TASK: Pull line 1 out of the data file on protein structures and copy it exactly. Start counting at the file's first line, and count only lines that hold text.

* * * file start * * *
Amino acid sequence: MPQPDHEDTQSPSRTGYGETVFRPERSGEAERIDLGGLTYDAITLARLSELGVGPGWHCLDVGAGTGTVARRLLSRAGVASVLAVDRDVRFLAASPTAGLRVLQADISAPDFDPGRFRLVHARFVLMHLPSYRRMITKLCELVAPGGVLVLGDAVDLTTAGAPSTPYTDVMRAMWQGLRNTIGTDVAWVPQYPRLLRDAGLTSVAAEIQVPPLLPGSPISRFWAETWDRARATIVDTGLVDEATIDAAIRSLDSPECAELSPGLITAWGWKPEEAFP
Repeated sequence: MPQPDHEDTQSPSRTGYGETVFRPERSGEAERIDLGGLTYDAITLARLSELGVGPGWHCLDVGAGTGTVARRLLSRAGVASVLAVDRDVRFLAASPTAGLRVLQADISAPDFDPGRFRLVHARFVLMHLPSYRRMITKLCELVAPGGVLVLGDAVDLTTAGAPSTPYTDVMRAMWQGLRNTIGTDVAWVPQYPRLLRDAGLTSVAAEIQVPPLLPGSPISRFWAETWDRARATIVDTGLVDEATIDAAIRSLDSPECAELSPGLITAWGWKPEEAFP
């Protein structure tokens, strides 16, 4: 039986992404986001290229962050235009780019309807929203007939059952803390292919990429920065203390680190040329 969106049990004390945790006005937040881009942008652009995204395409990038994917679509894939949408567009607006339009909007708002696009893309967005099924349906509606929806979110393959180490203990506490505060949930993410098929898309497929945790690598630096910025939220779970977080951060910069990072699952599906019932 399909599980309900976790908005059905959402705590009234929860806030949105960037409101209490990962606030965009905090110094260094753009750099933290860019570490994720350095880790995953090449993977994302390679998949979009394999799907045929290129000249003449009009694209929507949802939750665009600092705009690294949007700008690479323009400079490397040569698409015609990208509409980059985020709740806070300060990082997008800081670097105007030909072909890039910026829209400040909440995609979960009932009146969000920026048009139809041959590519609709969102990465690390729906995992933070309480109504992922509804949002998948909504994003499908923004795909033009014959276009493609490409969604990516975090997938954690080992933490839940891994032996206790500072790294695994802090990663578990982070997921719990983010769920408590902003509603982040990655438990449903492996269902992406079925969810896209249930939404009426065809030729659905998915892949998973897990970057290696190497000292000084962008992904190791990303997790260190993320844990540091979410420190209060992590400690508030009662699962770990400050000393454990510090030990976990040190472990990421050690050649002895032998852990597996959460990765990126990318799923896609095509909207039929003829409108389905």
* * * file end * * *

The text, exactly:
Amino acid sequence: MPQPDHEDTQSPSRTGYGETVFRPERSGEAERIDLGGLTYDAITLARLSELGVGPGWHCLDVGAGTGTVARRLLSRAGVASVLAVDRDVRFLAASPTAGLRVLQADISAPDFDPGRFRLVHARFVLMHLPSYRRMITKLCELVAPGGVLVLGDAVDLTTAGAPSTPYTDVMRAMWQGLRNTIGTDVAWVPQYPRLLRDAGLTSVAAEIQVPPLLPGSPISRFWAETWDRARATIVDTGLVDEATIDAAIRSLDSPECAELSPGLITAWGWKPEEAFP